StarCraft is one of the biggest competitive e-sports event in the world. With prize pools of half a million dollars, there is big money to be won.
Not only is there money to be won by the players, but where ever there is competition, there is money to be won on gambling.
Due to the incredible popularity of StarCraft, especially in South Korea, the betting scene around the e-sports event is huge! Where there is money, there is cheating.
A huge betting scandal has recently came to light in the west, thanks to StarCraft clan Team Liquid, linking to the many articles in Korea.
The people under suspicion for the scandal have not been named. That said, Gamepron is citing a post that’s claiming some very big players were involved, including LizzCon champion sAviOr, a.k.a. Je Mae Yoon.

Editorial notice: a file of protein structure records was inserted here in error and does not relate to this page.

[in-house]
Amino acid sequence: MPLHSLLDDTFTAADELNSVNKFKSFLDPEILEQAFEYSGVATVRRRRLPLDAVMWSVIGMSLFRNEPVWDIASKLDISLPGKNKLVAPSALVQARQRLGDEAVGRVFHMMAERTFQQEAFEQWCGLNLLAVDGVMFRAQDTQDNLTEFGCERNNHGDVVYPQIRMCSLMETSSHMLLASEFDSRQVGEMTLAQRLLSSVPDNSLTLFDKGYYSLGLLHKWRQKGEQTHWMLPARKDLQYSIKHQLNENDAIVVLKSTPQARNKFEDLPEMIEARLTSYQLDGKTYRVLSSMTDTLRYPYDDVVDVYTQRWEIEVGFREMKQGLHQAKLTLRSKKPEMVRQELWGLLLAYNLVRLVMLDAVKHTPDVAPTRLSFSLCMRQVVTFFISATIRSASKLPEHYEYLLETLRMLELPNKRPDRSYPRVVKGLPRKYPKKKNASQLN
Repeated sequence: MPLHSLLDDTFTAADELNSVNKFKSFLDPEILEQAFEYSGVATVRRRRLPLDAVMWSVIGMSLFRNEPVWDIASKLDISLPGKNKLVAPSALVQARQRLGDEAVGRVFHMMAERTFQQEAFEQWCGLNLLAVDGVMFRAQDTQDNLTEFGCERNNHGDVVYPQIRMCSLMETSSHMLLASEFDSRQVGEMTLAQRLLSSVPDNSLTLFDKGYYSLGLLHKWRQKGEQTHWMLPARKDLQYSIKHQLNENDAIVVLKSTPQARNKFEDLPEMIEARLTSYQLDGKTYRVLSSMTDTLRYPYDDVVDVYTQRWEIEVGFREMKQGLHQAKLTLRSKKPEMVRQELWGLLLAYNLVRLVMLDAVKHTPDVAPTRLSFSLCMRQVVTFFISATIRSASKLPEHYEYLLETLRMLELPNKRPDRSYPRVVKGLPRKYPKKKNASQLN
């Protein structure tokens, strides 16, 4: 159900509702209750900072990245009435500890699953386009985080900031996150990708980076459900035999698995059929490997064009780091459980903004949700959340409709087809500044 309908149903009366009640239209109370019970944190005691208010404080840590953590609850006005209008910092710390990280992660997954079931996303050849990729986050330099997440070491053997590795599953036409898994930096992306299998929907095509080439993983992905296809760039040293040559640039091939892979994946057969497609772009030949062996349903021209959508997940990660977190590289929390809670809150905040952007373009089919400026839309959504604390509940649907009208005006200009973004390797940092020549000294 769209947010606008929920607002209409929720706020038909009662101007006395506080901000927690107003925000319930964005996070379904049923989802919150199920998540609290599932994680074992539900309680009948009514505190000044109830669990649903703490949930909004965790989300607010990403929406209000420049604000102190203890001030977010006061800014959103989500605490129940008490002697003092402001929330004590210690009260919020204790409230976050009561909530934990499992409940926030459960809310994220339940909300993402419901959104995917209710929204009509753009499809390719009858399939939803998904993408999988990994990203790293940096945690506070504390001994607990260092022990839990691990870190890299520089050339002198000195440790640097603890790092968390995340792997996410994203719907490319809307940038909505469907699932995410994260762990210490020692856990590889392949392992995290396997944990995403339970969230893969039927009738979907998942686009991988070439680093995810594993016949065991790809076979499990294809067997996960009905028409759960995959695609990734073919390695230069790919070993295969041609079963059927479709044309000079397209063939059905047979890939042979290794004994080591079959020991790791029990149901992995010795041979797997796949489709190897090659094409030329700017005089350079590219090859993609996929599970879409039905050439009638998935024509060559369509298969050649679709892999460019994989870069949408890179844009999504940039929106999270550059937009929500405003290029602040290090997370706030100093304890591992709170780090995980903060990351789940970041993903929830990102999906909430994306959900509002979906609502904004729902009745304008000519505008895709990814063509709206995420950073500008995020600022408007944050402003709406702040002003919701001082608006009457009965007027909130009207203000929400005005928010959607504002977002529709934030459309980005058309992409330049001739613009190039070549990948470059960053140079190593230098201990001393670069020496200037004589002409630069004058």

How do you cheat at StarCraft championships? Easy, you leak information to the gambling syndicates regarding player line up, and you intentional loose a match. Also, coaches have reportedly taken money to change a teams line up.
This has allegedly been going on since 2006 and was most rampant in 2008. A telling sign is sAviOr’s run of poor gaming in the 2007 and 2008 seasons.
This scandal is surprisingly robust, with commentators and reporters also allegedly taking money.
Teams are working hard to reinstall the good of the sport by forcing the offending coaches and players to leave, or retire from the sport.
One of the reasons StarCraft is such big business is because of how hard it is to play competitively at such a high level. You need to micro-manage your force while keeping a close eye on everything your opponent does, and working to counteract it.
this might sound simply, but it is anything but when your opponent is punching in up to 5 commands per second. Reflexes and forward planning are key.
Matches can last anywhere from a few minutes to hours.
If you haven’t seen one of these e-sports StarCraft championships before (older matches can be found on youtube), I highly recommend it. Maybe, avoid betting on the matches though.